File NLW MS 3294E - Letters, &c.

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Reference code

NLW MS 3294E

Title

Letters, &c.

Date(s)

  • [17 cent.]-[19 cent.] (Creation)

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Name of creator

Biographical history

Name of creator

Name of creator

Name of creator

Biographical history

Edward Williams (Iolo Morganwg, 1747-1826), stonemason, poet and literary forger, was born 10 March 1747 in Llancarfan, Glamorgan, to Edward Williams (1715-1795), stonemason, and Ann Matthews (1713-1770), and lived for most of his life in Flemingston (or Flimston), Glamorgan, apart from periods spent in London, Kent and elsewhere. His only schooling came from his mother and from the numerous poets who taught him their craft. He worked as a monumental mason and builder. He also tried his hand at various other trades but with little success; he was imprisoned for debt in Cardiff Gaol in 1786. In 1781 Iolo married Margaret Roberts (1749-1827). They had four children, of which two, Margaret (b. 1782) and Taliesin (1787-1847), survived into adulthood. Iolo Morganwg died at Flemingston on 18 December 1826. Iolo had various literary, antiquarian and political interests. He wrote poetry in both Welsh and English, his Poems Lyrical and Pastoral appearing in 1794. He became a Unitarian from about 1797 and wrote many hymns, published in Salmau yr Eglwys yn yr Anialwch (1812, 1827 and 1834). Following the French Revolution he had radical sympathies. However he has become notorious for his forgeries and fabrications. The edition of Dafydd ap Gwilym published in 1789 contained an appendix of additional poems which were in fact written by Iolo. The Myvyrian Archaiology (1801, 1807), of which he was an editor contained many of his fabrications. These forgeries went largely undiscovered until the early twentieth century. His interest in the ancient druids led to his unveiling of the Gorsedd of Bards of Great Britain, which first met on Primrose Hill, London, in 1792. He claimed it to be a miraculous survival from ancient times and it persists as an integral part of the ritual and pageantry of the National Eisteddfod. However it too was invented by Iolo. Following Iolo's death his son Taliesin, a schoolmaster in Merthyr Tydfil, edited his manuscripts and upheld his legacy, apparently completely oblivious to the forgeries.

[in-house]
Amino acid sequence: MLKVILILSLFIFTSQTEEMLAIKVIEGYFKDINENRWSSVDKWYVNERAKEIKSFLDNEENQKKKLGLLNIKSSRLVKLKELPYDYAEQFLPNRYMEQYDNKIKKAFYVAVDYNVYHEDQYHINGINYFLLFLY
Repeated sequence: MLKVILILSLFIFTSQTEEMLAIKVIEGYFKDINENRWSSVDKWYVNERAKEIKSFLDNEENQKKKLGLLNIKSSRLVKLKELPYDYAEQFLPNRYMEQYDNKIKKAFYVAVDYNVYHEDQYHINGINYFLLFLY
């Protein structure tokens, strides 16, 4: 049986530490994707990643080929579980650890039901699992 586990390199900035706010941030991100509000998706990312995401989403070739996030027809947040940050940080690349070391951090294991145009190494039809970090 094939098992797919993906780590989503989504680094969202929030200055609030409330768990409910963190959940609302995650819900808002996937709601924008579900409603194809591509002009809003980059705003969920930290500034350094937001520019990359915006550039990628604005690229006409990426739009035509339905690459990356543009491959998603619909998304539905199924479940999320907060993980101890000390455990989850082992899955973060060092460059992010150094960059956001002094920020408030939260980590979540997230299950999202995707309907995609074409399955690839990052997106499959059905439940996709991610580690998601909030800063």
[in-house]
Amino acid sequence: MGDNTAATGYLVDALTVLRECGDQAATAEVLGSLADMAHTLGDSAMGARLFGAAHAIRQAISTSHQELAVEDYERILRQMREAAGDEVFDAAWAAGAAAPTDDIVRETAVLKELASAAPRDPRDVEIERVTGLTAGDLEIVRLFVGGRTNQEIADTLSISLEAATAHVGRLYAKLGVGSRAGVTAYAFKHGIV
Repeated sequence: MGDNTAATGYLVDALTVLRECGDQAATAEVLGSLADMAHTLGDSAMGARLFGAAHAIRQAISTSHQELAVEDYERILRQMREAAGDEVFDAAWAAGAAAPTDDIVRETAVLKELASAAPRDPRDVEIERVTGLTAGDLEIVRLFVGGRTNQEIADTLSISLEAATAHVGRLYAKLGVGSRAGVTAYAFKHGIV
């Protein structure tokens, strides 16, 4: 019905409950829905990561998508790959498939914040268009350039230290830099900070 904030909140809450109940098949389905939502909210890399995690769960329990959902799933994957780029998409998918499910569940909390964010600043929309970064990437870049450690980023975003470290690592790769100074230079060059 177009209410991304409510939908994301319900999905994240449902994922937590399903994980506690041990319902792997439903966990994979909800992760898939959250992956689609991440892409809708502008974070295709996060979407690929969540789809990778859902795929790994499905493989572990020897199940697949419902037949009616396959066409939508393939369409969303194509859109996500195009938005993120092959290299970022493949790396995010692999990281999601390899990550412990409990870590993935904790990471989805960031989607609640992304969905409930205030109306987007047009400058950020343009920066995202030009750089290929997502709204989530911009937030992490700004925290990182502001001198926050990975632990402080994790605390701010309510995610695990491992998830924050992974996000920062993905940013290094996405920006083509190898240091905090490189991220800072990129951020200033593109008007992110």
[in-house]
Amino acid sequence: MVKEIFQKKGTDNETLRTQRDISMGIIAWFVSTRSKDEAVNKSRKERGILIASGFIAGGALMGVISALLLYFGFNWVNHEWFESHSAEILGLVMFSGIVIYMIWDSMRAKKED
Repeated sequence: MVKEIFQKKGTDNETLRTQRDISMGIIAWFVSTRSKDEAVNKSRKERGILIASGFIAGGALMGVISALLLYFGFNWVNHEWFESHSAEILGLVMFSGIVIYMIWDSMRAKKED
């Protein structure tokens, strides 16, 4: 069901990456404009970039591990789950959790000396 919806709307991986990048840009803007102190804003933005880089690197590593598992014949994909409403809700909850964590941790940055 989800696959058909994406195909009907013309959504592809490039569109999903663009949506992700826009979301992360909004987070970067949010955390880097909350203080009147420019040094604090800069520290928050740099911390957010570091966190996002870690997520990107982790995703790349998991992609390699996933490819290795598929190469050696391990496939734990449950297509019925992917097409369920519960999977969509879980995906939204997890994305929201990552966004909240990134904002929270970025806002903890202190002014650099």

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Miscellaneous letters, the correspondents including Thomas Charles (1755-1814), Thomas Coke (1747-1814), Wesleyan minister and missionary, John Jones (regicide) (1597?-1660), Michael D. Jones (1822-1898), etc.; two original Rebecca letters; papers relating to William Davies, Froodvale, Carmarthenshire; a note in the hand of Edward Williams (Iolo Morganwg) (1747-1826).

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English, Welsh

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Note

Preferred citation: NLW MS 3294E

Alternative identifier(s)

Virtua system control number

vtls004333525

GEAC system control number

(WlAbNL)0000333525

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